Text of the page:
We must support Uganda Airlines

Uganda Airlines officials unveil two of their four CRJ900 Bombardier aircraft at Entebbe International Airport in April 2019. PHOTO | FILE

The cardinal objective of setting up national airlines is to create an economic infrastructure for the economic ecosystems of the country. 

This infrastructure is even more important for landlocked countries such as Uganda. Many countries such as Singapore, United Arab Emirates, Ethiopia, and Rwanda have greatly benefited from the role played by their airlines in their economies. For example, Singapore Airlines currently carries more than 65 percent of the cargo of south Asia albeit the size of Singapore. Ethiopian Airlines runs the economy of Ethiopia. 

Airlines also play a cardinal role in promoting and branding their home countries as they are moving billboards.

Being an infrastructure, therefore, profitability is not measured using parameters of corporate entities but the impact the airline creates across the ecosystems of the economy like tourism, trade, travel connectivity, and employment. 

The re-establishment of the airline is further supported by the strong unique selling proposition of Uganda in terms of fresh exports as well as tourism for which our country has a strong potential if well optimised.

Given the ongoing debate on the airline, one needs to appreciate the key success factors for any airline, in order to avoid losing the intended objectives for reviving the airline. 

Uganda Airlines was definitely revived at the right time and a lot of studies had been done on countries that have strong home-based airlines. 

Of course, given the fact that airline operations are global in nature, they are directly affected by the global economic factors that change every other time frame. 

This requires an airline to operate competitively and strategically in order to break even and achieve the country’s economic objectives. Uganda Airlines was affected by the Covid-19 pandemic at its infancy stage and the effects need a strategic approach in all aspects of airline management.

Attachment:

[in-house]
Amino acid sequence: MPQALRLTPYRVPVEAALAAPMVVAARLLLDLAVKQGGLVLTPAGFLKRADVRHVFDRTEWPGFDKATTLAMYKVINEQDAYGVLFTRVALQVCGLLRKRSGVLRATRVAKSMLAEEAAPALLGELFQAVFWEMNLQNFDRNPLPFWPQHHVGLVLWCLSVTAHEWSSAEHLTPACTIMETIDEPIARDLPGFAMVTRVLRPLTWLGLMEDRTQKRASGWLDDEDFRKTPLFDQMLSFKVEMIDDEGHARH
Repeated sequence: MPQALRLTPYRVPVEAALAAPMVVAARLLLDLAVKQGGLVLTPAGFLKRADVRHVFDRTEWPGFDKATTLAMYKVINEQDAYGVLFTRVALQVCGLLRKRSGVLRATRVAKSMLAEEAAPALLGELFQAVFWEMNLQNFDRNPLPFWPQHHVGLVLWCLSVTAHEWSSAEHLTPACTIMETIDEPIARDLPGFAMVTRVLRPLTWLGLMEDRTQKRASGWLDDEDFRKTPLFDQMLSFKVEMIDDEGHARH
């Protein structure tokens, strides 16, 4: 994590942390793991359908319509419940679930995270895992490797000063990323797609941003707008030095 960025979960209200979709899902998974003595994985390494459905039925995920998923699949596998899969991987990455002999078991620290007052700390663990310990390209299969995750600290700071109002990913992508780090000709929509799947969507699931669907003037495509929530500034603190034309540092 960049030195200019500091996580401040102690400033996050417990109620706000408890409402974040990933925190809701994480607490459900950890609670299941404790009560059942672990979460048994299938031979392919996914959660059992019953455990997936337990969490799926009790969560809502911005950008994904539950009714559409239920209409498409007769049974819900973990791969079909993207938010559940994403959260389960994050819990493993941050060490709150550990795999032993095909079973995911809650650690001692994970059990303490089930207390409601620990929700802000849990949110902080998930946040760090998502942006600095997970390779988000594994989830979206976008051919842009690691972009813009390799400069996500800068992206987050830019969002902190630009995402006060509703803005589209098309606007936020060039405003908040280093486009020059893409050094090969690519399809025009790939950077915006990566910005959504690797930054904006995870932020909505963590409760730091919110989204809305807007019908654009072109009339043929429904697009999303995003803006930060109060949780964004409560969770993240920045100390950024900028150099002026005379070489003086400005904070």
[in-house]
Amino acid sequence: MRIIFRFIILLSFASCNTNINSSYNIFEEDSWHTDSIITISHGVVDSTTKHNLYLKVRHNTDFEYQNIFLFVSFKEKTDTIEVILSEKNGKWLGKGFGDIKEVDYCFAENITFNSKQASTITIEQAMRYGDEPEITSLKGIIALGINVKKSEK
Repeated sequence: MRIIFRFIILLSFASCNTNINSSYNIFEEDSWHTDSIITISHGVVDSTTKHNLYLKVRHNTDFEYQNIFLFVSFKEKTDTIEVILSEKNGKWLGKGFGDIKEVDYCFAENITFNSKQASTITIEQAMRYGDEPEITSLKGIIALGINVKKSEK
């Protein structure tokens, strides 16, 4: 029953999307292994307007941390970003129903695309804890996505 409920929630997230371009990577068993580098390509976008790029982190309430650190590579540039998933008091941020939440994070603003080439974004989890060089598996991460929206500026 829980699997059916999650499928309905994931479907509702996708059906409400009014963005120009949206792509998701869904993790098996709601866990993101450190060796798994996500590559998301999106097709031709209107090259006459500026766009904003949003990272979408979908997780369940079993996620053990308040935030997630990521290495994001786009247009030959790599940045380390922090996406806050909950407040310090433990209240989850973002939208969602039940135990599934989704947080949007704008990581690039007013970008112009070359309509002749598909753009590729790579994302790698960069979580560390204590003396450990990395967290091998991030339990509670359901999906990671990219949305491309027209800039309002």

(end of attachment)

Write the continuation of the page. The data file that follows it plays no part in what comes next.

In many countries where airlines have succeeded, there is high-level political support as well as professionalism in all operations as the standards are global in nature and are closely monitored for every flight. The key guidelines for airline  operations are safety and security for both cargo and passengers.

 There are always no shortcuts in aviation as every aspect of the management and operations /incidents are well documented and benchmarked with previous incidents and/or accidents.

In order for our airline to succeed, the board, management, staff as well the public (customers), and all stakeholders need to fully appreciate the objectives and the global nature of the industry. 

In many success stories of airlines, the public has played a big role in terms of free positive publicity and loyalty to the airline. A case in point is KLM, British   Airlines, Emirates, Ethiopian Airlines, etc where the nationals take their airlines as their first choice for flying.

Uganda Airlines started its operations with the right equipment and therefore needs public support to develop the route networks in order to effectively continue contributing to the economic and infrastructure development of the country.

In order to achieve this, the airlines management needs to review the structure, culture, possible strategic alliance options, planning and forecasting, technology, marketing, and branding as well as outsourcing human resources since the airline needs to concentrate on its core activity. 

To achieve all this, an effective and transparent recruitment structure, continuous training, strategic planning, effective route development, quality management, and effective marketing are key.

By and large, Uganda Airlines needs the support of every citizen as it has all the critical success factors, especially equipment, strategic location, conducive business environment, and friendly people. Now more than ever, we need to join hands and support our national airline if we are to achieve sustainable economic development.

Prof  Tom Davis Wasswa


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